Town planning in Marbella has just stepped back 30 years: the Supreme Court has laid down three sentences which annul the 2010 revision of the Urban Plan (PGOU). This means that from now on the town will have to comply with the terms of the 1986 Plan, which had been in force before approval was given for the one which has now been declared invalid.
The Supreme Court’s decision is a major setback for the incipient recovery of the construction sector in Marbella, because the Town Hall will no longer be able to grant licences in accordance with the 2010 PGOU. It also means that the future of 16,500 homes which were built illegally is in limbo, because the Plan had included a way of making them legal via a system of compensation. The Supreme Court rejected this idea on the grounds that the technicians who drew up the Plan did not have the powers to deal with such matters.
Although the Supreme Court decided that this compensation system cannot now be put into effect, it failed to provide any alternative and only mentioned that it is up to the Superior Justice Tribunal of Andalucía to decide what should be done with regard to legal decisions which had already been made about the properties - for example, demolition orders - and other judicial decisions. It made no reference whatsoever to any of the cases of illegal constructions which are not currently the subject of legal proceedings.
The sentences, which found in favour of various appeals presented, do not allow the slightest margin for interpretation, because they nullify the order given by the Junta de Andalucía’s Minister of Housing and Land Organisation of February 2010, which gave definitive approval to the revision of the Plan, and the subsequent order for that approval to be published.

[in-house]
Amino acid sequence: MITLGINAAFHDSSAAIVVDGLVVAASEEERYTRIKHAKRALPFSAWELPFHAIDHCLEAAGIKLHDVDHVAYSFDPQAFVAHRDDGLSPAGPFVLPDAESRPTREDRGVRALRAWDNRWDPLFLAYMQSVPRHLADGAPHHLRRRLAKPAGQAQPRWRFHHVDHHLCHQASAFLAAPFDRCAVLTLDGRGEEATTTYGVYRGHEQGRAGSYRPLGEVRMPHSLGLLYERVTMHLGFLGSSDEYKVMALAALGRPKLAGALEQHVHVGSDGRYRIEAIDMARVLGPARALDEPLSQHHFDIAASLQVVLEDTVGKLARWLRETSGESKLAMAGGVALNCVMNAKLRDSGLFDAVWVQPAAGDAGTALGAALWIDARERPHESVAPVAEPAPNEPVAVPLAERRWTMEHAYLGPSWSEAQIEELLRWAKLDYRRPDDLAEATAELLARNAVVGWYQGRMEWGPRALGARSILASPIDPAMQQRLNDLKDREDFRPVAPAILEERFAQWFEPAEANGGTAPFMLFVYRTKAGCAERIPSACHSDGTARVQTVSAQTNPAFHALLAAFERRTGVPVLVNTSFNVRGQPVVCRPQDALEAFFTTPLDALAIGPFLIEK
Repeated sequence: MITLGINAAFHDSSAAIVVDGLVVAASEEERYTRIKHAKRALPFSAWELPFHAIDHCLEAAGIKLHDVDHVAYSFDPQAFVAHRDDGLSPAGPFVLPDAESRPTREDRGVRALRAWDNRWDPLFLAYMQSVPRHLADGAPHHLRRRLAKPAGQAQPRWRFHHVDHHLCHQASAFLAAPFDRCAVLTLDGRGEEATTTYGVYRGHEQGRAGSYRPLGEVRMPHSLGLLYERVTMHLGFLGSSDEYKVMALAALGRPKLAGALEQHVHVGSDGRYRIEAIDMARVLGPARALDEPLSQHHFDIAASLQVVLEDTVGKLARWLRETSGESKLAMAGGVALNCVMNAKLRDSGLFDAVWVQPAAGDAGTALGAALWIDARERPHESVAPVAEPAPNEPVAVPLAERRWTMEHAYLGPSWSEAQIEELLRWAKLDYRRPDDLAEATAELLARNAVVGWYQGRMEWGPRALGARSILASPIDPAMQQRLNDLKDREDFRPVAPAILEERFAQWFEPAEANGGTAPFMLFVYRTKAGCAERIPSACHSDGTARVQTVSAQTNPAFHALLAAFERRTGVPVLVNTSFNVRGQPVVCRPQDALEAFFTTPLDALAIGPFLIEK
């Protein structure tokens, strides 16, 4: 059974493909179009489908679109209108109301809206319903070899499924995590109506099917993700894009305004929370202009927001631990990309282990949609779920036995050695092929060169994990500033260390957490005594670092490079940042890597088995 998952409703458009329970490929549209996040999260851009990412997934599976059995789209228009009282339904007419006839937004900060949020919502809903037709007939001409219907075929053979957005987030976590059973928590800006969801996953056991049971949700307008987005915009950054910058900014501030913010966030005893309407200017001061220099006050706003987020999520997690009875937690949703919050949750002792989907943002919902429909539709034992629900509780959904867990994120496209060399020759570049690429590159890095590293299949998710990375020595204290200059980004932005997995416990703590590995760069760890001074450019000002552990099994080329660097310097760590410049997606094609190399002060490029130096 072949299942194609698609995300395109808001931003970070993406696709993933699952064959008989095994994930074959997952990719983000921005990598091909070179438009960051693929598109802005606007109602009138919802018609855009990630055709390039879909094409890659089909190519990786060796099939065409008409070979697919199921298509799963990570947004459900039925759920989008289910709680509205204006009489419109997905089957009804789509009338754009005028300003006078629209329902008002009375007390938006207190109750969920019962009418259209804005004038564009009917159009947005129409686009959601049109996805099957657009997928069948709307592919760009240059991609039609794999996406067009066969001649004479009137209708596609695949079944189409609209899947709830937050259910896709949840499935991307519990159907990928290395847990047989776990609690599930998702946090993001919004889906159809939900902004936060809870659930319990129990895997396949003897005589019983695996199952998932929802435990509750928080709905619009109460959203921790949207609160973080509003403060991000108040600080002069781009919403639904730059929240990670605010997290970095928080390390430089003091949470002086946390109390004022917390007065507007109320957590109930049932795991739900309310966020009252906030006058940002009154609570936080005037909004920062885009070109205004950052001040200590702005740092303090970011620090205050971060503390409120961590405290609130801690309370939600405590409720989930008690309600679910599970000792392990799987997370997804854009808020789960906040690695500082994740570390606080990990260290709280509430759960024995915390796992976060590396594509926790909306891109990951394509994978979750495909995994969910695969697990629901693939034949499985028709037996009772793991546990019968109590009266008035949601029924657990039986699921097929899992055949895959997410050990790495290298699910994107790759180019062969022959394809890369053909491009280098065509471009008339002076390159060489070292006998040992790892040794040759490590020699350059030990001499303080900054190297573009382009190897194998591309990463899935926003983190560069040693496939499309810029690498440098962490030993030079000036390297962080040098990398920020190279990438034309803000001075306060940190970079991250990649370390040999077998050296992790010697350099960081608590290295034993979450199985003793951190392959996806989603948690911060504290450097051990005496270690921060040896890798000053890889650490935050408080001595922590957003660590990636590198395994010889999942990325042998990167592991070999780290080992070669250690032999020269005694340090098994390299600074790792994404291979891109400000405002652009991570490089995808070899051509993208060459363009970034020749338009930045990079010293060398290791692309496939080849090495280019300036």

The Supreme Court based its decision on six factors, two of which are sufficient on their own to determine that the Plan overall is null and void: the lack of a valid Environmental Impact Study, because the existing one does not include an analysis of different reasonable alternatives, and the lack of a report on Economic Sustainability.
The Supreme Court highlighted the lack of rationale and sense in a PGOU for Marbella without these essential elements. It said that in reality the 2010 Urban Plan ‘looks more to the past than to the future, thereby distorting the central elements of caution, prediction, prevention and economic and environmental planning. It is those factors which make the missing reports obligatory.’